The Kanban Paradox
The Kanban Paradox
Firstly Kanban as stripped itself down. I seem to recall someone saying the way to start Kanban was to “visualise your work in progress and take it from there.”
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I’m a big fan of David Anderson’s Kanban method, I always said my brand of “Agile” was heavily infused with Lean before David presented Kanban. In the same way that Kent Beck said Extreme Programming was about “turning the dials up to 10” David turned the Lean ideas behind Agile up to 10 and in the process dropped a lot of we (the Agile community) had come to regard as accepted wisdom - stuff like iterations and estimation techniques.
From my vantage point, sitting on the side of the Kanban community all these years, I’ve noticed two trends. Firstly Kanban as stripped itself down. I seem to recall someone saying the way to start Kanban was to “visualise your work in progress and take it from there.” Second, Kanban has relaxed its focus on software development. It now bills itself as a management method or even a “change management” method. The net result is that even as Kanban itself has slimmed its applicability has broadened.
Stripping away non-essential elements makes Kanban simpler to communicate and understand but, at the same time, says less about what you should actually do. Kanban is getting closer and closer to its Lean roots. I’ve long considered Lean to be more of a meta-method than a method, that is to say: Lean doesn’t tell you how to work (unlike say Scrum) but it tells you how to think about how you work. I sometimes say “Scrum and XP tell you what to do at 9.30am tomorrow morning while Lean tells you how to think about what you will do at 9.30 tomorrow morning.”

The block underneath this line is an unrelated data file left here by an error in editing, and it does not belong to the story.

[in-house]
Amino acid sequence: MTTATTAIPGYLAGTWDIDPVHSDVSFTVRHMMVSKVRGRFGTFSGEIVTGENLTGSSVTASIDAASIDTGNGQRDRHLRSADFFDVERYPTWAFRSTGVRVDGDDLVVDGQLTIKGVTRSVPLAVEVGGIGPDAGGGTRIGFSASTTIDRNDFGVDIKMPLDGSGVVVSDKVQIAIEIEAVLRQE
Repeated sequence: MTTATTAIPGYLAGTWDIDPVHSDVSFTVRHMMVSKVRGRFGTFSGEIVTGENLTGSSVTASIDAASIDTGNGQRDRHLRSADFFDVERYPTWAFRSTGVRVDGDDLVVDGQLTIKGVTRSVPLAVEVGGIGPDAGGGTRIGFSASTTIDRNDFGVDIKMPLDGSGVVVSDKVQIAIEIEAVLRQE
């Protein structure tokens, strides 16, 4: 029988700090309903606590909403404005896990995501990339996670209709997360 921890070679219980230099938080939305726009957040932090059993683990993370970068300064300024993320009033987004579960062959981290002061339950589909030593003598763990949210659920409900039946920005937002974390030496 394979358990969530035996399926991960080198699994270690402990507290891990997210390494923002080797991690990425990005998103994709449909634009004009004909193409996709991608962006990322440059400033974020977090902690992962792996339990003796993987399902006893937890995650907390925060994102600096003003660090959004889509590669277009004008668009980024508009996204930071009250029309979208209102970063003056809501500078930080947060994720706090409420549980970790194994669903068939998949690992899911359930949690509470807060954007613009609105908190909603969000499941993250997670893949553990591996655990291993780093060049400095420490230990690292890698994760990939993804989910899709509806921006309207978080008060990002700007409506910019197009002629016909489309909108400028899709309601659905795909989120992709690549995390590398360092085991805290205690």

I have no disagreement with the way Kanban is going, I still like it as an approach and I think the people who are changing it are doing the right thing. (The opportunist side of me might even reason that as Kanban distances itself from software development it leaves a gap in the market that Xanpan is ideally placed to exploit, but that would be incredibly cynical of me and risks all my credibility!)
(I should mention that while I’ve been invited to a couple of Kanban “Leadership Summits” I’ve never attended, a combination of my natural Groucho Marx tendency and family commitments means I’ve opted not to contibute.)
But… and here is the meat of this blog post…. I think the way Kanban is going creates a paradox.
As Kanban gets briefer and smaller then implementing Kanban requires more expert knowledge.
You can put up a Kanban board and track your flow and work in progress. You can set WIP limits. But if you don’t know how to read the board you don’t know how to act on it. And if you do know how to read the board acting on it isn’t always a rationale engineering discussion: acting on the board often involves office politics.
For example, I once helped a company create a Kanban board with many (too many) steps and (too) many queues. After a few weeks the problems were obvious. But instead of acting to remove the problems the board was used in evidence to apportion blame.
Kanban can generate many metrics: cycle time, lead time, utilisation, etc. etc. But if you don’t know what these metrics mean they are pointless. And even if you do know what they mean knowing how to act on them is another matter.
For example, Kanban relies on queueing theory, some of the things queuing theory suggest you do is counter-intuitive like reducing work in progress, and therefore worker utilisation to speed throughput.
Sure you can learn queueing theory, you can read the books, you can learn about metrics, you can reason about your own board but these things take time. Even then I doubt if any book, course or programme can give you the knowledge and understanding that comes form experience, from seeing it done before and from seeing multiple implementations.